In his solo works for electroacoustic hammer dulcimer, for which he uses the title Duclimer Flight,  Dan constructs contemplative soundscapes that slowly unfold over the course of 30-minutes to one-hour. With roots in early minimalism, ambient music and acoustic ecology, these long-form “journeys” combine composed elements, often in the form of a fixed melodic pattern, with extensive improvisation while exploring the dulcimer’s rich harmonic properties. Using a mix of traditional and experimental (extended) techniques in combination with his self-designed laptop-based processing system, Dan gives this ancient instrument and entirely new and contemporary identity. Two such performances are documented on his new double-CD release Electroacoustic Works on XI Records, New York (March 2017):

Past performances include Human Resources (LA), CNMAT (Berkeley), Harrison House (Joshua Tree), Rhizome DCExperimental Intermedia (NY), Issue Project Room (NY), Meridian Gallery (SF), Somarts Cultural Center (SF), Center for New Music (SF), Headlands Center for the Arts (CA), Highwire Gallery (PA), The Center, Corvallis (OR), Deep Listening Space (NY), Fringe Space (DC) and others.

About the hammer dulcimer:

The hammer dulcimer is said to have emerged in Persia around the 10th century. It is now found throughout the world in various forms, most notably in Iran, China and Eastern Europe. I was first introduced to the instrument in the context of Appalachian folk music, while growing up in the Washington, DC area during the 1970s. I eventually came to own one, and for many years it remained in the background of my musical life. It wasn’t until the mid-1990s while I was a student of Pauline Oliveros at Mills College that I began to use the instrument in contemporary music. I would later also spend several years studying Chinese and Near Eastern folk music in San Francisco with Shirley and Betty Wong, performing regularly with the Phoenix Spring and Flowing Stream ensembles. Inspired by Oliveros’ use of the accordion in an unconventional context and by the general spirit of experimentation in the Bay Area improvised music scene, I began to explore a mix of new and traditional approaches to this uniquely resonant trapezoid. As it has become my primary instrument, I have developed a number of extended solo works, pursued numerous collaborations including duos with saxophonist John Ingle, cellist Loren Dempster and sound artist Andrea Williams, and composed a growing repertoire of ensemble works based around the instrument for the Dan Joseph Ensemble.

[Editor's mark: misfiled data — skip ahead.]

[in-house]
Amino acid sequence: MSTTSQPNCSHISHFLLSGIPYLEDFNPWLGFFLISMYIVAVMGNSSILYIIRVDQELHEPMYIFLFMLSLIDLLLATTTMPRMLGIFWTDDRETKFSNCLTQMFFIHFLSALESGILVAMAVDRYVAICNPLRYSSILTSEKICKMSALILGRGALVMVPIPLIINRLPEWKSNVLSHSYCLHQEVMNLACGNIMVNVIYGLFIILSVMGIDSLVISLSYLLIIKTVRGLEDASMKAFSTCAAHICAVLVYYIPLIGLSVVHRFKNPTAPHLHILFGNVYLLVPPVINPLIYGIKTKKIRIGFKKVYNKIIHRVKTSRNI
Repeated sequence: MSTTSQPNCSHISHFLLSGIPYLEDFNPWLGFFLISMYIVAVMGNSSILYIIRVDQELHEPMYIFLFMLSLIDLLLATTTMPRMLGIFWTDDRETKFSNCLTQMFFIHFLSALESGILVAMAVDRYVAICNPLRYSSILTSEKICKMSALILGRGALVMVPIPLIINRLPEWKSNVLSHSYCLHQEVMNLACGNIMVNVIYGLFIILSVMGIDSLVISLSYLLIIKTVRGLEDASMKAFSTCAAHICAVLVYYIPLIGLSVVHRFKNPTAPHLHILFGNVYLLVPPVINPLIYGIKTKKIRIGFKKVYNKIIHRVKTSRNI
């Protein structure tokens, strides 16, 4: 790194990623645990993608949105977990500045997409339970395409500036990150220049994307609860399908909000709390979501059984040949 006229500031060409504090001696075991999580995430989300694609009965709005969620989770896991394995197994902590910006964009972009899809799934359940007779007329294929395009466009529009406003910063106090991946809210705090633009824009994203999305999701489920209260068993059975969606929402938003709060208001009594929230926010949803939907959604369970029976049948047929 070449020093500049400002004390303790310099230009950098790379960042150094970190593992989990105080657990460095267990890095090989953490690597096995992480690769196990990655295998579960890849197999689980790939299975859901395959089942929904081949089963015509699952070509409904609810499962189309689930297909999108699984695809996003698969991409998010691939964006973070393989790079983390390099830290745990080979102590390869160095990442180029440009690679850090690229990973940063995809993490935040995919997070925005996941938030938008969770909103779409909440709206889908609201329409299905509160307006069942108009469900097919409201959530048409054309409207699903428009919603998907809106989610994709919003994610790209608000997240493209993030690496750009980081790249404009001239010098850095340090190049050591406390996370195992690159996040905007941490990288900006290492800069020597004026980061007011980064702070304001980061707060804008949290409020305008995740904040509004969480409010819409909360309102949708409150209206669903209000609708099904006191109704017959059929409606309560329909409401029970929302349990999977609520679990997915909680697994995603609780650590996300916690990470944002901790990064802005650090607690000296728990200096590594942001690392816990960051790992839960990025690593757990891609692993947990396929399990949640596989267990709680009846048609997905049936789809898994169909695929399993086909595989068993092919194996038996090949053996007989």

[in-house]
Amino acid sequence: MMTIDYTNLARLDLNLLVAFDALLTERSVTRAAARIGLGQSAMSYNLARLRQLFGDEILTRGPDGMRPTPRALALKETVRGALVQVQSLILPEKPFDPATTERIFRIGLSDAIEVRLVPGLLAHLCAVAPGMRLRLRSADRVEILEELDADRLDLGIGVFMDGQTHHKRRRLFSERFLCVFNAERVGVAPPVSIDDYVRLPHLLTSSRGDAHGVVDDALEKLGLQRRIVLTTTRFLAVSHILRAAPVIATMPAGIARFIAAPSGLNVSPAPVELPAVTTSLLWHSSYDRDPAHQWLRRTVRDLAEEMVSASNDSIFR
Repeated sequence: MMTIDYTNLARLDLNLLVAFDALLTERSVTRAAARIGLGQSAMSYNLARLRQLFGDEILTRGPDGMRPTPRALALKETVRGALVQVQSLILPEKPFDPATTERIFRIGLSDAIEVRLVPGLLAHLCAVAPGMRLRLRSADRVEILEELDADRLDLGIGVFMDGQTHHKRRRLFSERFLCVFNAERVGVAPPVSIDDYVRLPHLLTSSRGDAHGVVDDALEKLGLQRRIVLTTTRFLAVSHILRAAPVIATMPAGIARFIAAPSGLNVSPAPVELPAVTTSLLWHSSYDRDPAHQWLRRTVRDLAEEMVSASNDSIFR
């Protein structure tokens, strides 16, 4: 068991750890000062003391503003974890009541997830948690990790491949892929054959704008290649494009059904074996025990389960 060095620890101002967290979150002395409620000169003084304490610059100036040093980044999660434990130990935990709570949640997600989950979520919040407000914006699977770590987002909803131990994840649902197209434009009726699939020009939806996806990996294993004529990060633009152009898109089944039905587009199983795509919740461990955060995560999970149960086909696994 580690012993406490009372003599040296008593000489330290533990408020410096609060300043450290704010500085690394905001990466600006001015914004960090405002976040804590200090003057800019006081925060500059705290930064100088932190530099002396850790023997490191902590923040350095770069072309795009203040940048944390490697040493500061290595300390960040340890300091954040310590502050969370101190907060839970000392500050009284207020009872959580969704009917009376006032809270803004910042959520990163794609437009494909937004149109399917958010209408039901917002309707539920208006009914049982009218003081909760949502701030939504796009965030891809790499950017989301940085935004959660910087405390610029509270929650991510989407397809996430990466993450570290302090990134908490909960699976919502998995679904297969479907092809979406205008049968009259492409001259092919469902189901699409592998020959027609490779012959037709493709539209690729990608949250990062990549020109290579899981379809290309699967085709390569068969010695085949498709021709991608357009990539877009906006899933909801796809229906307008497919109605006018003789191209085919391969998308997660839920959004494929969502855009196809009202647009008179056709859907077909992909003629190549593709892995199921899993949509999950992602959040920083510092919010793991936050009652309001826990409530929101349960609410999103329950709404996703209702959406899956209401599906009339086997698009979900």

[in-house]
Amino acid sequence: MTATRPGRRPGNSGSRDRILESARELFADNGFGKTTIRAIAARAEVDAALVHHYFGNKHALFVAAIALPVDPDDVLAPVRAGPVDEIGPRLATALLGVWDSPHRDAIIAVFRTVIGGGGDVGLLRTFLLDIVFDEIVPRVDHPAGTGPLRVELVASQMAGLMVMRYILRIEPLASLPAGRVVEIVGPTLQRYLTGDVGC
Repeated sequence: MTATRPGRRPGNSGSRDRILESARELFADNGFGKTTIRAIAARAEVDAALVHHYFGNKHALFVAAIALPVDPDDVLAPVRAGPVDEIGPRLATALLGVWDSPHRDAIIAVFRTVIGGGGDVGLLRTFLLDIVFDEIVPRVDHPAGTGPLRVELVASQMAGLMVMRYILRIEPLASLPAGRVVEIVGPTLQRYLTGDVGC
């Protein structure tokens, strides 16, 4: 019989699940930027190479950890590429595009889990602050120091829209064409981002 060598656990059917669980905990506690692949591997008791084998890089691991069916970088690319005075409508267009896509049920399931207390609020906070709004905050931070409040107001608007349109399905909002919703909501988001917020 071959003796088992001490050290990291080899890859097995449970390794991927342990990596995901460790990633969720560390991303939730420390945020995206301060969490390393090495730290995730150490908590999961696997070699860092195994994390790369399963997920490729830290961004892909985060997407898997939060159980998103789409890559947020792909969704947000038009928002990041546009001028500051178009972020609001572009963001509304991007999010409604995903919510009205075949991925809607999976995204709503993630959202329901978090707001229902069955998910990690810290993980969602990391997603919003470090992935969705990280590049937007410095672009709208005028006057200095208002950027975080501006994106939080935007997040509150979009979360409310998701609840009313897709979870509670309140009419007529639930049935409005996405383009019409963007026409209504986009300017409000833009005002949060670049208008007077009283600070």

You cannot copy content of this page